"The oldest archaeological finds date back to 280,000 B.C. Other finds date to between 120,000 and 10,000 years old.
Essen was part of the settlement areas of several Germanic peoples (Chatti, Bructeri, Marsi), although a clear distinction among these groupings is difficult.
The Alteburg castle in the south of Essen dates back to the first or second century B.C., the Herrenburg to the 8th century A.D."
It still amazes me, where my country has such a relatively short history (as America) that such history exists just about a three hour drive or so from my home in the Netherlands.
I must admit, I did have an idea in my head of what I imagined a Christmas market to be, and perhaps in the past it was more like the traditional German event that I pictured.
Yes, there were the German gingerbread hearts, the Nativity scene, and Glühwein. But outnumbering the traditional stalls of hand-made (German) Christmas ornaments, decorations and foods, were many foods and items that I was less interested in seeing.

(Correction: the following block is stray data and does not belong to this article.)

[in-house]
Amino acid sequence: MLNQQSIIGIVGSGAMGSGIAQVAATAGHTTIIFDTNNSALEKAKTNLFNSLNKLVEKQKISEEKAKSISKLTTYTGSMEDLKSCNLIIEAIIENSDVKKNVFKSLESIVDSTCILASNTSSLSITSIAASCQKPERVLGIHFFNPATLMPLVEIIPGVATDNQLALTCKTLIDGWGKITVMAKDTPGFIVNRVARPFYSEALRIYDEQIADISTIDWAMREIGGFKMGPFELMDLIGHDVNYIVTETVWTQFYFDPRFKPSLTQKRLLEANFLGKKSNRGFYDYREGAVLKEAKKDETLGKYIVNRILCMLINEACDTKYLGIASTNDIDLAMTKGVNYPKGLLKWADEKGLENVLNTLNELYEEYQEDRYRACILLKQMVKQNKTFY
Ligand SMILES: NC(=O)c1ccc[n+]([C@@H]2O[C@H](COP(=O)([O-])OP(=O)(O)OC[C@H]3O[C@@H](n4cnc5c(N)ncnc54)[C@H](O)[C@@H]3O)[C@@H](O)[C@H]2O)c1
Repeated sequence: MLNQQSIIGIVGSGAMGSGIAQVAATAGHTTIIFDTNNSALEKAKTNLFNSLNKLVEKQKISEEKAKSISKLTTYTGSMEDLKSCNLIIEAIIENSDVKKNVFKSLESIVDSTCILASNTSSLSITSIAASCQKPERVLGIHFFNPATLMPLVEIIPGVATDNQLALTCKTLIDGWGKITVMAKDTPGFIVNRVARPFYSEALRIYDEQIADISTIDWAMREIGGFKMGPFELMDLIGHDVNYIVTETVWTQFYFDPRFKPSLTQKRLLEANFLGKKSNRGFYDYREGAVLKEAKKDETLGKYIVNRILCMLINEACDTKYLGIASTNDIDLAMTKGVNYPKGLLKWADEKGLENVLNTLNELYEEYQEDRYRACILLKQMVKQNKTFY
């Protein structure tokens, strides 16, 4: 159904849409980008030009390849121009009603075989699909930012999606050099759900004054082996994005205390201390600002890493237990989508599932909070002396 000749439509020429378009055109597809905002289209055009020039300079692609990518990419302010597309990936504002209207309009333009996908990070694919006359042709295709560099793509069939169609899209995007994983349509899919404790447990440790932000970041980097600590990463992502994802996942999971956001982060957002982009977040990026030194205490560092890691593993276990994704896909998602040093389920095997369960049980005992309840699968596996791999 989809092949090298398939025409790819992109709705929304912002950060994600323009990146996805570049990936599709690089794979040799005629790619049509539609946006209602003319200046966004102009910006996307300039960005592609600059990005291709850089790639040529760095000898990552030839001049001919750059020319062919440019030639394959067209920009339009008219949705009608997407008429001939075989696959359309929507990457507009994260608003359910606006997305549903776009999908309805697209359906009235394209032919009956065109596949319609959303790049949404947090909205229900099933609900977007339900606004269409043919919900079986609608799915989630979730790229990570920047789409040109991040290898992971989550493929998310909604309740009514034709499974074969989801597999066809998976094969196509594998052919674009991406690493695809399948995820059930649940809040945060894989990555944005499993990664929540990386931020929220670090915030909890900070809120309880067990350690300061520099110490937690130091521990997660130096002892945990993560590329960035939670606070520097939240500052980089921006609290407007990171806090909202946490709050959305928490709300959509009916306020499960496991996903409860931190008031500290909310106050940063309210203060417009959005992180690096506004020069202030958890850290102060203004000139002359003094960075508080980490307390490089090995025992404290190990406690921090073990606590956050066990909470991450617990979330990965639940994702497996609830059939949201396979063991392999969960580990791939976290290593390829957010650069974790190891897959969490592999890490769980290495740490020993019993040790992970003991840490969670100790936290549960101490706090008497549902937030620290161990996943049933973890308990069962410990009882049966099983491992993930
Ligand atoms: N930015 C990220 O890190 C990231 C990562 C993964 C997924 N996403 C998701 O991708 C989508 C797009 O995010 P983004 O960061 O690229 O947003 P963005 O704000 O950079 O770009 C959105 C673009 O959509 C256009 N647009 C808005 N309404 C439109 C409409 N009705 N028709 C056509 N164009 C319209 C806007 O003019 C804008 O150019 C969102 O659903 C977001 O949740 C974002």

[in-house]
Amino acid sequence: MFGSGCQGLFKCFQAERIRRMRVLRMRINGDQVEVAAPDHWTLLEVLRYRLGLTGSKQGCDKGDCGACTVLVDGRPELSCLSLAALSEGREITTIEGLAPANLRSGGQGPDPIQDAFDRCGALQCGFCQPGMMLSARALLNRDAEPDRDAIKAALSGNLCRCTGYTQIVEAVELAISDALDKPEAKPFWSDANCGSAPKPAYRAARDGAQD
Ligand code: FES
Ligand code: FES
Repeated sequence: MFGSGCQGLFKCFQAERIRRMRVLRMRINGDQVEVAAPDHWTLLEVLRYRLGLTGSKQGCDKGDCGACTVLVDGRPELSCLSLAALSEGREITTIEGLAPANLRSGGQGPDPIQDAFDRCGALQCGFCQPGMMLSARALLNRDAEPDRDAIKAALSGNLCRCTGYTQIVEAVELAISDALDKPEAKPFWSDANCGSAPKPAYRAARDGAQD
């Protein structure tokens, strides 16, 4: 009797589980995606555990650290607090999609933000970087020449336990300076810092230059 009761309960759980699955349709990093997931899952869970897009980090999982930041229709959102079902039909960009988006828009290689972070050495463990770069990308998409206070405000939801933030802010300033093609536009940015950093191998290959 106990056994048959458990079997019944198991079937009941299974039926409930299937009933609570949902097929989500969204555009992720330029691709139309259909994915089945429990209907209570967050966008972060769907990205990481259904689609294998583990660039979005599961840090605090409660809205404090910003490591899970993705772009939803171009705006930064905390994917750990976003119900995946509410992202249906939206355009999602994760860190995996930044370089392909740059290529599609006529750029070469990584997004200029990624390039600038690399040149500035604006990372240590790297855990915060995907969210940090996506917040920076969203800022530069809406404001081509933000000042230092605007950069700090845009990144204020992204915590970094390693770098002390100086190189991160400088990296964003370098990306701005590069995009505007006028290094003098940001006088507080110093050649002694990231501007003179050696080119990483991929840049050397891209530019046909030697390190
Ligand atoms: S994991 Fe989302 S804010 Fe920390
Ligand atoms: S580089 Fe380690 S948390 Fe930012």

Belgium chocolates, polish sausage, turkish foods and purses, French crepes, Dutch tulips, various oriental inscense, kung fu memoribilia, and Chi Gong, and an American stall selling Route 66 signs, old licence plates from various states, and Jack Daniels signs.
The logos of Marlboro and Coca Cola (both red and white Christmas colors) were prominent, and two Starbucks were within two minutes walk of each other. McDonalds and Burger King seemed to be doing brisk business too.
Later back in our hotel, I got to watch German television. Unlike the Dutch who only subtitle American films, Germans dub – so “For Your Eyes Only” became an even more amusing film to watch as Roger Moore’s mouth would move, but instead of his voice, German would come out without a lot of the inflections that James Bond is known for in English.
On the way back (via the autobahn), it snowed a lot. Sometimes it seemed as if we were just driving through a pure white fluffy world. Beautiful, but brr – cold!
Look, I found a Christmas bunny!